ISLAMABAD: Uncertainty over the resumption of ministerial-level strategic dialogue between Pakistan and United States persists. The dialogue was postponed indefinitely in May last year.
The resumption doesn’t seem possible before the installation of the new administration in Washington after the presidential poll due in November this year. The political situation in Pakistan would also not allow holding the dialogue at least in the first quarter of next year due to general elections in Pakistan.
The third ministerial session of the strategic dialogue was held in Washington in October 2010. The next session was to be held here and US Secretary of State Ms Hillary Clinton had planned to visit Islamabad in May last year but it was postponed due to a rapid deterioration in bilateral ties, which began with the US raid on Osama bin Laden’s (OBL) compound in Abbottabad and worsened further when another raid was conducted on Salala inside Pakistan borders adjacent to Afghanistan, killing twenty-four and injuring sixteen Pakistani soldiers in November last year.
The two countries have reduced the number of working groups previously engaged in deliberations to enhance bilateral cooperation. Five working groups will meet till mid-October as against 13 that met till early last year. The Foreign Office spokesman is hopeful of improvement in relations with the United States but he too is not in position to give any date for the resumption of strategic ministerial talks. In the meanwhile Pakistan and the United States have agreed to hold ministerial-level bilateral talks in the third week of this month. Spokesman Muazzam Ahmad Khan has confirmed that the schedule is being worked out. Special Foreign Secretary Alamgir Khan Babar has been instructed to proceed to Washington next week to prepare ground for the talks.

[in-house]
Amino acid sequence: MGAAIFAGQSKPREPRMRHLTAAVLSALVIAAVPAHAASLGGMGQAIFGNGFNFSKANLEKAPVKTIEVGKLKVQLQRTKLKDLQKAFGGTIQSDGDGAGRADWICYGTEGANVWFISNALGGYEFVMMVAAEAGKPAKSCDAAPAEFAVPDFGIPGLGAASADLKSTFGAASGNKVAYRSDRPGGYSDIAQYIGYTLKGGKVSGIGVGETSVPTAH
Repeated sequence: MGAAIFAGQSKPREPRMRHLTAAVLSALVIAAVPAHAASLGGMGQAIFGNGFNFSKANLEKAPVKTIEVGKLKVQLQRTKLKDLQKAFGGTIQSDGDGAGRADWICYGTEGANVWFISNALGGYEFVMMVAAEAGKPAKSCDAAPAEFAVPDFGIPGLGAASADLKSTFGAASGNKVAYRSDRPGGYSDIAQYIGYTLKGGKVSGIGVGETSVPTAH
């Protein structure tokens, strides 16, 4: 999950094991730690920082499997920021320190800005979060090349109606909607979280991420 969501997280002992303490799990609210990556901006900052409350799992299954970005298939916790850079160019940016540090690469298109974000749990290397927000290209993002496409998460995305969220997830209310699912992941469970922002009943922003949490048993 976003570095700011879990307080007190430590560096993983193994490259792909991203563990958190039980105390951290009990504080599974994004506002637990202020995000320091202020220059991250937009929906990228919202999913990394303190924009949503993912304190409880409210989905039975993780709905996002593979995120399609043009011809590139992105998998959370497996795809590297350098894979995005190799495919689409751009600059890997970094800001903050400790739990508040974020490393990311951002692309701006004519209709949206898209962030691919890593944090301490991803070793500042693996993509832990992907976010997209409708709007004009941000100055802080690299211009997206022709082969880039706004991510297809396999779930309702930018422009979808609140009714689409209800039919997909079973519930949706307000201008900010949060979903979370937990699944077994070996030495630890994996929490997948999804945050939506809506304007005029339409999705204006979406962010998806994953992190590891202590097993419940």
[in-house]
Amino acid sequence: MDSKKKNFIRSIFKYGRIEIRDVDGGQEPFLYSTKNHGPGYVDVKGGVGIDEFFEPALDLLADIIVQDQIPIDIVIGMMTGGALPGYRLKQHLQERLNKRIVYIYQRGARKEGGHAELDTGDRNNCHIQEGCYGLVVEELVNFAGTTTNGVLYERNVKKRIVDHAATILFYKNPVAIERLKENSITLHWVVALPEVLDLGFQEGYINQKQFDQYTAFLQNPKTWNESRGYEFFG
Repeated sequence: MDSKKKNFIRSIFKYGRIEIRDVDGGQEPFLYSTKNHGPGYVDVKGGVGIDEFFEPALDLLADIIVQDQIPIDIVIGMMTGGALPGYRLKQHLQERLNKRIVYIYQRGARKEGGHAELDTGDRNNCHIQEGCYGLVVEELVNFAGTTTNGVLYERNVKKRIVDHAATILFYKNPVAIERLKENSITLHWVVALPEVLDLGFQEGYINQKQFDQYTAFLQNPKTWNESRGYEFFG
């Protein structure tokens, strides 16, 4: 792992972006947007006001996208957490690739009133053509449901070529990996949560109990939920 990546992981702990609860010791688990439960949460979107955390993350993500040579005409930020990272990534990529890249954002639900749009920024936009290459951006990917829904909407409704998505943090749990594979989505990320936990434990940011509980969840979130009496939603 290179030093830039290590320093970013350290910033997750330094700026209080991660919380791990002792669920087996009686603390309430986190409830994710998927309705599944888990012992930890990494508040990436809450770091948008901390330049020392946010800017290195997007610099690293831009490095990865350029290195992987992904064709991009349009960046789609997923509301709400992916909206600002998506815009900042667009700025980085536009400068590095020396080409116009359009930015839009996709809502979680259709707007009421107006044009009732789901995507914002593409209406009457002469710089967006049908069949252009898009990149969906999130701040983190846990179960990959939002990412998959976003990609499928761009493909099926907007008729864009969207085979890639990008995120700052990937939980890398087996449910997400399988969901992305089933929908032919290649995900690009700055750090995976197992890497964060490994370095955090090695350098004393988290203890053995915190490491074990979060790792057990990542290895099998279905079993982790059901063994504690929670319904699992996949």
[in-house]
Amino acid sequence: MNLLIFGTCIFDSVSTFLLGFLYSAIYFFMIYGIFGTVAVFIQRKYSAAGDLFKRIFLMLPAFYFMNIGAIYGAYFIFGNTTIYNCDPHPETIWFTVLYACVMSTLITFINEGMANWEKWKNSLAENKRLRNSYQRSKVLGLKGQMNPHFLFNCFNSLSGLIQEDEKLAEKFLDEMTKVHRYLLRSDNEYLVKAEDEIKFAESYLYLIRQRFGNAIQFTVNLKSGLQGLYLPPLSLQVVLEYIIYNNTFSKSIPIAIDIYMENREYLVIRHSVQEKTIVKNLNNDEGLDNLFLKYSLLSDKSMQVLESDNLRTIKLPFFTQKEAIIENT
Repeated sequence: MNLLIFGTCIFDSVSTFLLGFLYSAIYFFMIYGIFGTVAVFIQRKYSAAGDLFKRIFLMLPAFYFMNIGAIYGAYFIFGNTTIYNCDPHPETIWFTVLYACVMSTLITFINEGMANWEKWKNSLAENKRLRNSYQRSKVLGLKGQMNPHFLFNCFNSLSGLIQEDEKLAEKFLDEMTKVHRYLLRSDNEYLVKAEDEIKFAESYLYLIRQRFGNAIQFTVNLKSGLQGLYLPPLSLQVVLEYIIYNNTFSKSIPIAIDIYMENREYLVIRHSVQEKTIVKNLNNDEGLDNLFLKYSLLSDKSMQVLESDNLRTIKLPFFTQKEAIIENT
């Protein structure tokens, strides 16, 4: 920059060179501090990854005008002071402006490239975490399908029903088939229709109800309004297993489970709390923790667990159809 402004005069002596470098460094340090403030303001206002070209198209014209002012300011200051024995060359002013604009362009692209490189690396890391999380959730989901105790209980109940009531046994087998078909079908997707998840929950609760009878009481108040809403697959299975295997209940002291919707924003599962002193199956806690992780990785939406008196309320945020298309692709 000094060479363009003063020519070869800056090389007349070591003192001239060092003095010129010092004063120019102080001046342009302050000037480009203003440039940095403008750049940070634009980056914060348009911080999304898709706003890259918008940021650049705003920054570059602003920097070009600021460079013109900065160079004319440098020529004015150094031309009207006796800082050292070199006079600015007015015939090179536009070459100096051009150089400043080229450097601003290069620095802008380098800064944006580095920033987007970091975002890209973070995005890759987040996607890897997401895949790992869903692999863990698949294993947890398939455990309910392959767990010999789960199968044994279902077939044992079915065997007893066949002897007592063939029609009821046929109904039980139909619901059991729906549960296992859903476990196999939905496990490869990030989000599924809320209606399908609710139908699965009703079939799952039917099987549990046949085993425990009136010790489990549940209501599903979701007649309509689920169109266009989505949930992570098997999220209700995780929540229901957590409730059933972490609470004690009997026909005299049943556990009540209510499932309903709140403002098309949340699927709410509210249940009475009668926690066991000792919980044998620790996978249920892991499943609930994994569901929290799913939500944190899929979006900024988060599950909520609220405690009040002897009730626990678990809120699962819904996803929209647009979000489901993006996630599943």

Well-placed diplomatic sources told The News here Sunday that heads of state of the two countries could meet at the fringes of the 67th United Nations General Assembly (UNGA) annual session in New York but no dramatic outcome is expected. It has been indicated that the US President Barrack Obama would impress upon his Pakistani counterpart that Pakistan should provide assistance to the US forces combating in Afghanistan and initiate military operation in North Waziristan. President Zardari is expected to arrive in New York on September 23. The US State Department spokesperson Victoria Nuland has said earlier “We have been working well with Pakistan in trying to look again at what we can do now that the ground lines of communications (GLOCs) over soil of Pakistan are open to strengthen our counter-terrorism cooperation.”
The two countries had been engaged in dialogue that includes 11 core groups: economy and trade, energy, defence, security, strategic stability and non-proliferation, law enforcement and counter-terrorism, science and technology, education, agriculture, water, health and communication and public diplomacy.
Diplomatic sources said that it may not be possible to revive all these groups but non-security groups may be revived next month. Reconvening security-related groups may take longer. The groups most likely to be resurrected include those dealing with agriculture, energy, trade and water resources.
The sources pointed out that despite tensions, the core groups continued to meet but the minister-level talks have not been held since 2010. The all-important group on energy will be meeting in early October in Washington. The United States also had annual strategic dialogue with India and Afghanistan separately.